What is the Difference Between Vitamin D2 and Vitamin D3?

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  • Written By: Kathy Heydasch
  • Edited By: O. Wallace
  • Last Modified Date: 07 April 2019
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The primary difference between vitamin D2 and vitamin D3 is that vitamin D2 is not manufactured naturally by humans. It is produced by invertebrate animals, plants and some fungi. Only vitamin D3 is manufactured naturally by vertebrate animals like humans through exposure to the sun. It occurs naturally in a few plants as well.

There are actually five different forms of vitamin D, based upon their chemical structure. The two most common forms are D2, called ergocalciferol, and D3, called cholecalciferol. Vitamin D2 is not produced naturally by humans, but it is used in some over-the counter supplements. Both vitamin D2 and vitamin D3 are available in tablet form at most drugstores, although D3 is more common.

Scientists debate about the effectiveness of vitamin D2 absorption in humans. Some feel that both vitamin D2 and vitamin D3 are equally as effective at raising the vitamin D levels in the blood of humans. Still others suggest that the absorption rate of vitamin D2 might be as little as 40% of that of vitamin D3.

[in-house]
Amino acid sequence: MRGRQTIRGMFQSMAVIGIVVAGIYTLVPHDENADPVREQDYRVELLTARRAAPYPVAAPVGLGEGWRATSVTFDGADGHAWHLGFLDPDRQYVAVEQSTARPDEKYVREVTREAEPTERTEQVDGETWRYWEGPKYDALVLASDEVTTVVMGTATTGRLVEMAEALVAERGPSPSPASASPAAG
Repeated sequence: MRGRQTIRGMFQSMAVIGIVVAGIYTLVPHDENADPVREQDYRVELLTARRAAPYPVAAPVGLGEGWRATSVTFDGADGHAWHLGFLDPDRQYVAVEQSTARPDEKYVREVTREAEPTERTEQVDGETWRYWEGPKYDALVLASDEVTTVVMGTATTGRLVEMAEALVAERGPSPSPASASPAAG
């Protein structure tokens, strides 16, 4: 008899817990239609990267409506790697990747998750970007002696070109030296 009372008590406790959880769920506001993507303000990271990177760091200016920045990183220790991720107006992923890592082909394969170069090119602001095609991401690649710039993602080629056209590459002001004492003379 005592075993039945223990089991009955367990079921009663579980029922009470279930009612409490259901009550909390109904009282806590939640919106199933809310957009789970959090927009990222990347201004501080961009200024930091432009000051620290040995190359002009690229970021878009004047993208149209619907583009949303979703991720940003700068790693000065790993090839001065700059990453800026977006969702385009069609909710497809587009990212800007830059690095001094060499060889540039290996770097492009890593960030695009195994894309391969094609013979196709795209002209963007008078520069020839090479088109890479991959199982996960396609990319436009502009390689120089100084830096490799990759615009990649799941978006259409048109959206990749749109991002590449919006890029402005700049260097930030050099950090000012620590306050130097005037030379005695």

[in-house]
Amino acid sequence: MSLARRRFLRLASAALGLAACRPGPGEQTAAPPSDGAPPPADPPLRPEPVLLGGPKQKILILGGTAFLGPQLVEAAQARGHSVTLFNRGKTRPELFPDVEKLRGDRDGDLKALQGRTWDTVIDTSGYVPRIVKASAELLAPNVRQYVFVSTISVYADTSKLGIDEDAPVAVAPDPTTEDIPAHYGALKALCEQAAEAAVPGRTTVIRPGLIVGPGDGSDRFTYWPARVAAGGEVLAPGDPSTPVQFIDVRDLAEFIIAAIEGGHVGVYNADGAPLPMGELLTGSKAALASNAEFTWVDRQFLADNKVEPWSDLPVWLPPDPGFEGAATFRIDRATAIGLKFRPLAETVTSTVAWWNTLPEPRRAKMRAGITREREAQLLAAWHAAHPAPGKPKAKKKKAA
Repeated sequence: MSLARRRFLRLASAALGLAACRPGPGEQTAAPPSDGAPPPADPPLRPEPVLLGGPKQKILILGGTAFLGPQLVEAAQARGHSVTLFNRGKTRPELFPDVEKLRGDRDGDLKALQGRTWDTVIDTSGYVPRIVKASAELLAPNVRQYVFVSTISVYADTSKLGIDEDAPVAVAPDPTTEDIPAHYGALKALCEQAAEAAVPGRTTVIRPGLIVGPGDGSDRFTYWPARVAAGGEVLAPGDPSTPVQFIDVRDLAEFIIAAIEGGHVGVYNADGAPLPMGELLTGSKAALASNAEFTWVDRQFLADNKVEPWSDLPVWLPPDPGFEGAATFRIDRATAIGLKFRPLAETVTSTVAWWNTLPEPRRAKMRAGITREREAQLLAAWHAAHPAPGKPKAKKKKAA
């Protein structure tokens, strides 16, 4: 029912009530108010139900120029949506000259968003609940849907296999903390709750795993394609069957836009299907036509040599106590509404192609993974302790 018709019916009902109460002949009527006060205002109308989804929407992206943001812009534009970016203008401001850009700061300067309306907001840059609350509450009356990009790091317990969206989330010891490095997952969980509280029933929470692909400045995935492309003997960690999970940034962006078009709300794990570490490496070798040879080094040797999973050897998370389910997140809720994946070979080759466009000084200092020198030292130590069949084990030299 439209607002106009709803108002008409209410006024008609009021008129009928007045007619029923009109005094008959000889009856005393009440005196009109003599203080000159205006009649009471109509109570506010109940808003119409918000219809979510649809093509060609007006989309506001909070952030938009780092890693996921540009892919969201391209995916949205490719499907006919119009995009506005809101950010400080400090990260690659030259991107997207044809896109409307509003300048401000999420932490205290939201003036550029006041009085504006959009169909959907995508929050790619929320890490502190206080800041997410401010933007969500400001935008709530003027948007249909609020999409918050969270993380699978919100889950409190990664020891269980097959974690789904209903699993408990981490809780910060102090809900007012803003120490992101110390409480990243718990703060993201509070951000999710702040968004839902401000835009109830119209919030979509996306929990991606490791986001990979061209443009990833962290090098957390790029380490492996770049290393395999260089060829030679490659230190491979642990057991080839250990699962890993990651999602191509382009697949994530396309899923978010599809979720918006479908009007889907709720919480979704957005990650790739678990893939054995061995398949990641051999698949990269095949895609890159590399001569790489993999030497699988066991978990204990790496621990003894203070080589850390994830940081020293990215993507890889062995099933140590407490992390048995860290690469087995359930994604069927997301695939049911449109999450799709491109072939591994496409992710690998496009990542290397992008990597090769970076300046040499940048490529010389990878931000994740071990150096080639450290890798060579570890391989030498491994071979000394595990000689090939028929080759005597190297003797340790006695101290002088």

Since vitamin D3 is rarely found in foods, one must either absorb it through direct sunlight or from a tanning bed, or take it in a pill form. The deficiency of vitamin D can result in bone-softening diseases such as rickets or osteomalacia, or it might impede proper hair growth. The recommended dosage of vitamin D by the US Institute of Medicine of The National Academies is 200 international units (IUs) per day up to the age of 50, and higher dosages with increased age. This falls short of most modern science which suggests favorable levels of vitamin D at 1-5,000 IUs per day.

In either form, vitamin D2 and vitamin D3 are helpful to the body in a host of different ways. They facilitate the production of calcium, which is very important in the building and strengthening of bones. In some observational studies, vitamin D is linked to decreases in some cancers, although this remains unproven. In addition, some scientists are now promoting the benefits of vitamin D in fighting depression and tout the link between low vitamin D levels and seasonal affective disorder.

Vitamin D2 and vitamin D3 can be toxic, if ingested in too high doses. Side effects include hypercalcemia, nausea, vomiting and eventually renal failure. Pregnant women should be careful, because too much vitamin D may lead to mental retardation and facial deformities in the fetus.



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